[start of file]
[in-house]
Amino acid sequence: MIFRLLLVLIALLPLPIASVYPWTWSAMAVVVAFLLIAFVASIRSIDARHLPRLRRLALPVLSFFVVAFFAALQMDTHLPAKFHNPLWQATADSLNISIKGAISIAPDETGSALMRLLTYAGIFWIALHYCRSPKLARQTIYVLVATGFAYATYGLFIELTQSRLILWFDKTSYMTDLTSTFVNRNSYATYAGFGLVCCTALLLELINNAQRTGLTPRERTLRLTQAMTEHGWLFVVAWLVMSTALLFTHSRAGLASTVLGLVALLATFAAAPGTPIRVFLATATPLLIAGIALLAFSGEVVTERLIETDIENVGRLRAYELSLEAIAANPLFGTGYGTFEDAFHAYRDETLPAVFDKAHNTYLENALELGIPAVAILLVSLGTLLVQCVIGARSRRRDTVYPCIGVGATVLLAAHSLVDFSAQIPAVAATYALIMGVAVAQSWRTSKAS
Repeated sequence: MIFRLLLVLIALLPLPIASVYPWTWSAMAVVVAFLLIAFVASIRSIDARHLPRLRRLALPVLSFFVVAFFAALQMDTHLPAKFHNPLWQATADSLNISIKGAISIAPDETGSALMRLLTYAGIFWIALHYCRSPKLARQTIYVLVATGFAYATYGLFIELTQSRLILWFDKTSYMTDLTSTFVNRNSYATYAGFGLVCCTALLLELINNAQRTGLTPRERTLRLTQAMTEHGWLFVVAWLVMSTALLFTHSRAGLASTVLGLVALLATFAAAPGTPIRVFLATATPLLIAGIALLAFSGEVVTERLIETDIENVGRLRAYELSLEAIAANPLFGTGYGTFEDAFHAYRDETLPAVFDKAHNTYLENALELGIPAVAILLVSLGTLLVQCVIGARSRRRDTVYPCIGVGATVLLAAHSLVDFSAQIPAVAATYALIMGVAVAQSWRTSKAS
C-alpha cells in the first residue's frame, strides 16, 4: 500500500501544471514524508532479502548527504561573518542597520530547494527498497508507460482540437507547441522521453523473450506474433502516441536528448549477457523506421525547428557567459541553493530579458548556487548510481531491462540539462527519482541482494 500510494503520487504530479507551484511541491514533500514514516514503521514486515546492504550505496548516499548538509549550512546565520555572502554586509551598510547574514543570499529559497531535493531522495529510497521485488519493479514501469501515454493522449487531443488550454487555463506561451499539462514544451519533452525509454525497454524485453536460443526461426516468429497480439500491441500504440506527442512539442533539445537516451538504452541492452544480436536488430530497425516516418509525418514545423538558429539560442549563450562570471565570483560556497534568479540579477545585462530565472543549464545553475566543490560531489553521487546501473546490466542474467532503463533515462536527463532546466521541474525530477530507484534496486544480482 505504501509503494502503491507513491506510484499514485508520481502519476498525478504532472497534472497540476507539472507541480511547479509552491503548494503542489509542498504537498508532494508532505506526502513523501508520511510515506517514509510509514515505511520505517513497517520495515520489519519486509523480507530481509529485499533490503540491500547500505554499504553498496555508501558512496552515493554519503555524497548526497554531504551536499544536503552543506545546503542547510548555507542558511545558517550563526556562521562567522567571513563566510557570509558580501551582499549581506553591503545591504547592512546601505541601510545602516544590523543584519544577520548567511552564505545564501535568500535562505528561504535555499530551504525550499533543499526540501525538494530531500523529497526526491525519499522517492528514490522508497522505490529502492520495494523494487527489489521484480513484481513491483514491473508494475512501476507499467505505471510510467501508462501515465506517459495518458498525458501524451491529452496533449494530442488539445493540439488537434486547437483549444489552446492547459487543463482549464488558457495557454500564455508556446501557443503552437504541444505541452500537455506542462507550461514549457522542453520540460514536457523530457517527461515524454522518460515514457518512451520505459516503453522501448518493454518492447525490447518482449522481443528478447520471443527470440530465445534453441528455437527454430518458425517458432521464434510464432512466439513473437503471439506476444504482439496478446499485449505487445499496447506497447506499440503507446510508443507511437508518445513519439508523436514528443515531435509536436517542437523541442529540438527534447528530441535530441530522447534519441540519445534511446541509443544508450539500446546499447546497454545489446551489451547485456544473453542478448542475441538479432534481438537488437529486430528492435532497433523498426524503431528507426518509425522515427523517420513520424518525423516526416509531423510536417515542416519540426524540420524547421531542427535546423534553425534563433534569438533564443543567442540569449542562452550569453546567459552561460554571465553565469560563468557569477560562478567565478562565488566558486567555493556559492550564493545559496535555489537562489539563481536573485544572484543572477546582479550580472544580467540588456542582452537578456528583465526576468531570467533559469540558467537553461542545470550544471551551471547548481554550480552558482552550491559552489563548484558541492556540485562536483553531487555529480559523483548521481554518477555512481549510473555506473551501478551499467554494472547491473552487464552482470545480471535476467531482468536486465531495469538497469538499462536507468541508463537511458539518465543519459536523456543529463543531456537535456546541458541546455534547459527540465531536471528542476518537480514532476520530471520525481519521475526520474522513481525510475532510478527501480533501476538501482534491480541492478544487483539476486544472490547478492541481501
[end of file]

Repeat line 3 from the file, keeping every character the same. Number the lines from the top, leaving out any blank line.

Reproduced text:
Repeated sequence: MIFRLLLVLIALLPLPIASVYPWTWSAMAVVVAFLLIAFVASIRSIDARHLPRLRRLALPVLSFFVVAFFAALQMDTHLPAKFHNPLWQATADSLNISIKGAISIAPDETGSALMRLLTYAGIFWIALHYCRSPKLARQTIYVLVATGFAYATYGLFIELTQSRLILWFDKTSYMTDLTSTFVNRNSYATYAGFGLVCCTALLLELINNAQRTGLTPRERTLRLTQAMTEHGWLFVVAWLVMSTALLFTHSRAGLASTVLGLVALLATFAAAPGTPIRVFLATATPLLIAGIALLAFSGEVVTERLIETDIENVGRLRAYELSLEAIAANPLFGTGYGTFEDAFHAYRDETLPAVFDKAHNTYLENALELGIPAVAILLVSLGTLLVQCVIGARSRRRDTVYPCIGVGATVLLAAHSLVDFSAQIPAVAATYALIMGVAVAQSWRTSKAS